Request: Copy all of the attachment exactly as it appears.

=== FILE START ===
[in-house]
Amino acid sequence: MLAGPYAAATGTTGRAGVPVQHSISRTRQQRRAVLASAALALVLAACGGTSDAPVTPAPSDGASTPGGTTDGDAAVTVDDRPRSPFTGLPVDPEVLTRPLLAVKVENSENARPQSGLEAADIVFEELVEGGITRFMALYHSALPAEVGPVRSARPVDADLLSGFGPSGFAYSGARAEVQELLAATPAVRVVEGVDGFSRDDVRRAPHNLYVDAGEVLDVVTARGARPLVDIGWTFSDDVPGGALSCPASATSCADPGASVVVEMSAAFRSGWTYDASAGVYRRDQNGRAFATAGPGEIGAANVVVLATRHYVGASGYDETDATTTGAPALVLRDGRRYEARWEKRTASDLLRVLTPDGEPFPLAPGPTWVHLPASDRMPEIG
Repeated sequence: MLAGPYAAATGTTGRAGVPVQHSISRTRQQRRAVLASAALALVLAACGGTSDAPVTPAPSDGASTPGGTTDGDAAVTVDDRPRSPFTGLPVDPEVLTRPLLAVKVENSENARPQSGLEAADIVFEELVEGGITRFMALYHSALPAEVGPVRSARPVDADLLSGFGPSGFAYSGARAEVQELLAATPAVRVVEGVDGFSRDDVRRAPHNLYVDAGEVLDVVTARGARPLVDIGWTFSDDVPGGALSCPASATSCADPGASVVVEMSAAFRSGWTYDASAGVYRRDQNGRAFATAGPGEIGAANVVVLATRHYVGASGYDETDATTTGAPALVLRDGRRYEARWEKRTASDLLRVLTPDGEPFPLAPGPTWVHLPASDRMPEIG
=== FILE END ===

[in-house]
Amino acid sequence: MLAGPYAAATGTTGRAGVPVQHSISRTRQQRRAVLASAALALVLAACGGTSDAPVTPAPSDGASTPGGTTDGDAAVTVDDRPRSPFTGLPVDPEVLTRPLLAVKVENSENARPQSGLEAADIVFEELVEGGITRFMALYHSALPAEVGPVRSARPVDADLLSGFGPSGFAYSGARAEVQELLAATPAVRVVEGVDGFSRDDVRRAPHNLYVDAGEVLDVVTARGARPLVDIGWTFSDDVPGGALSCPASATSCADPGASVVVEMSAAFRSGWTYDASAGVYRRDQNGRAFATAGPGEIGAANVVVLATRHYVGASGYDETDATTTGAPALVLRDGRRYEARWEKRTASDLLRVLTPDGEPFPLAPGPTWVHLPASDRMPEIG
Repeated sequence: MLAGPYAAATGTTGRAGVPVQHSISRTRQQRRAVLASAALALVLAACGGTSDAPVTPAPSDGASTPGGTTDGDAAVTVDDRPRSPFTGLPVDPEVLTRPLLAVKVENSENARPQSGLEAADIVFEELVEGGITRFMALYHSALPAEVGPVRSARPVDADLLSGFGPSGFAYSGARAEVQELLAATPAVRVVEGVDGFSRDDVRRAPHNLYVDAGEVLDVVTARGARPLVDIGWTFSDDVPGGALSCPASATSCADPGASVVVEMSAAFRSGWTYDASAGVYRRDQNGRAFATAGPGEIGAANVVVLATRHYVGASGYDETDATTTGAPALVLRDGRRYEARWEKRTASDLLRVLTPDGEPFPLAPGPTWVHLPASDRMPEIG